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Wattsisms: 10 Alan Watts Quotes on Zen Explained – Donna Quesada

by Donna Quesada: 1. “What is the use of planning to be able to eat next week unless I can really enjoy the meals when they come?


Alan Watts says that we separate ourselves from our experiences, which conveys the meaning of this quote. The way I usually explain this idea to my own students is by pointing out how we’re in a constant state of reaching. In our minds, we are always looking toward the next thing… anticipating what we think will finally make us content. We want to be there rather than here.

At any moment, we are either rerunning the past or anticipating the future…even though neither the past nor the future exist. So, therefore, we’re not in this moment, and we’re not in the past or the future either. Thus, by spinning around in our heads, we’re separated from our experience. And by living in a state of separation from our experiences, we never really enjoy anything.

He says that we need to align ourselves with our experiences while were having the experience. And the way to do that is by dropping the narrative, even if it’s a positive one, like “this is fun”… because theres no way to have fun if were busy explaining how much fun we’re having.

By dropping the commentary, we’re getting with the present moment. Put simply, by letting go of the thoughts aboutour experiences, we align with the experience. And this alignment is what sets us free from the noise of the mind, which is mostly due to the constant craving for the next thing or for something different.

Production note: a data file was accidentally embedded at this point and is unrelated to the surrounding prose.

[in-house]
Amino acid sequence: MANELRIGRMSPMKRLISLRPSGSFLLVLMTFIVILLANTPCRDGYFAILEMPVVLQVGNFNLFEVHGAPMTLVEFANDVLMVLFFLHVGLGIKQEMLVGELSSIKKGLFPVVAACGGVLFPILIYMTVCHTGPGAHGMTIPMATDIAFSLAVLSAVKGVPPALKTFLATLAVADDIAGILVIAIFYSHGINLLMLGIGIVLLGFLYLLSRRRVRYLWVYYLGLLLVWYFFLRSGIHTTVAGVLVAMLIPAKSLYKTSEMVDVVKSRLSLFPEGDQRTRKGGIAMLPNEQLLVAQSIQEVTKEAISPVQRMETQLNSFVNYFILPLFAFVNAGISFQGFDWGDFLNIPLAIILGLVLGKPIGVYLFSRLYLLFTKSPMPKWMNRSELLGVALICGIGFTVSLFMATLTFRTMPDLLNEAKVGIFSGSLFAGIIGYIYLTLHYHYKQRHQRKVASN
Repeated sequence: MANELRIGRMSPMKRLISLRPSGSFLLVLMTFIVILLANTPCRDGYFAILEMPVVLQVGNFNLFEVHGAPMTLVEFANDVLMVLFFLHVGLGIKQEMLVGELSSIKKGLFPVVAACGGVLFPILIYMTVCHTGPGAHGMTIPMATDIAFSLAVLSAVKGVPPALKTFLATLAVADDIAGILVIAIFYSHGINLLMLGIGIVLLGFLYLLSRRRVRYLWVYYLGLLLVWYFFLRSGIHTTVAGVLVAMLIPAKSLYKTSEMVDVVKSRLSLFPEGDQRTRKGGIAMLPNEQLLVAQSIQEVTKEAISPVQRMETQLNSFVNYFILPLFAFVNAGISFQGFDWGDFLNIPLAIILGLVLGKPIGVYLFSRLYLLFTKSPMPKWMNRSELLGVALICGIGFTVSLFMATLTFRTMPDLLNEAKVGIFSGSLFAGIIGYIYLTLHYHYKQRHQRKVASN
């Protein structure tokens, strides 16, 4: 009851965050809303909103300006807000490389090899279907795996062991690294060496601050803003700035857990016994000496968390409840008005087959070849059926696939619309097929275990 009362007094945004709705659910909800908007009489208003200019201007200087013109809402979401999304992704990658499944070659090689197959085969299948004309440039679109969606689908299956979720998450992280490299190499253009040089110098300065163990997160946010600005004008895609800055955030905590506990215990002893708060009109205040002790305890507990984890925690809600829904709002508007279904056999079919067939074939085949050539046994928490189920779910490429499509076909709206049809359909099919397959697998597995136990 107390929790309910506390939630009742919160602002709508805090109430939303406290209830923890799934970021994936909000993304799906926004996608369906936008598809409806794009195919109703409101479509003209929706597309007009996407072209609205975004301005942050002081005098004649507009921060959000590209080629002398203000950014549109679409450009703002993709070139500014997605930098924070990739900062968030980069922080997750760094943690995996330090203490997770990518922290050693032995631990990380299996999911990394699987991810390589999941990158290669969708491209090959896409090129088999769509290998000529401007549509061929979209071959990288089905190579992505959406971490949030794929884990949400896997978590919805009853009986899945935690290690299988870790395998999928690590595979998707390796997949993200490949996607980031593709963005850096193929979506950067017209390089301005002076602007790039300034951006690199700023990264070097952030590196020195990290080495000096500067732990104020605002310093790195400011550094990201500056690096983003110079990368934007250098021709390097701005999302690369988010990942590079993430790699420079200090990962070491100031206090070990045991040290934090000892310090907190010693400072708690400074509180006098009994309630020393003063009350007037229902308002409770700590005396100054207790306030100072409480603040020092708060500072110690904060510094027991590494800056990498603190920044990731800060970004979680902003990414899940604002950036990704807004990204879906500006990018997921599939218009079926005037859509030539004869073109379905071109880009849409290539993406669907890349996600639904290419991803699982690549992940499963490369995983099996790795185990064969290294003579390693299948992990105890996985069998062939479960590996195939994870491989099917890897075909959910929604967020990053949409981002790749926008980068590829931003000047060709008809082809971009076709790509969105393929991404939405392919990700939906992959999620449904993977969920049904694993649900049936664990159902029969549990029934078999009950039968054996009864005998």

May we enjoy our meals while we are eating them!

2. “If everyone was rich, no one would be rich.

Here, Alan Watts is talking about the relativity of meaning… what he referred to as ”the universe of relativity.” In this example, we couldn’t know what poor was, if we didnt also know what rich was. I can only make sense out of the one concept by comparing it to the other. So theres a dependency there. One idea is relative to the other.

But going deeper, it means that there’s no inherent value there. The value is in our minds. It comes from the fact that we project an either/or” split onto the world. We are in the habit of seeing things in terms of dualistic categories. We impose contradictory pairs of opposites onto reality, thereby chopping it up into arbitrary pieces.

He has called this tendency “the fragmentation of consciousness”… We look at reality in terms of “me” and “the other.” We look around and see things in terms of good/bad; artificial/natural; human/animal; past/future, thoughts/matter; subject/object, God/humans, mind/body, etc.

This last one, mind/body, has had a heavy hand in shaping western civilization. It goes all the way back to Plato, and then was popularized by Descartes’I think, therefore, I am.” The ultimate dualistic portrait of reality. I think, therefore I am is a way of pronouncingI am mind”… and everything else is either nonexistent or else some sort of matter thats not me. This separation—between me and everything else—is something we feel very comfortable with, here in the west.

The Zen way of thinking is more holistic and suggests that theres a mutual dependency between all these sets ofopposites, such that theyre not really opposite at all.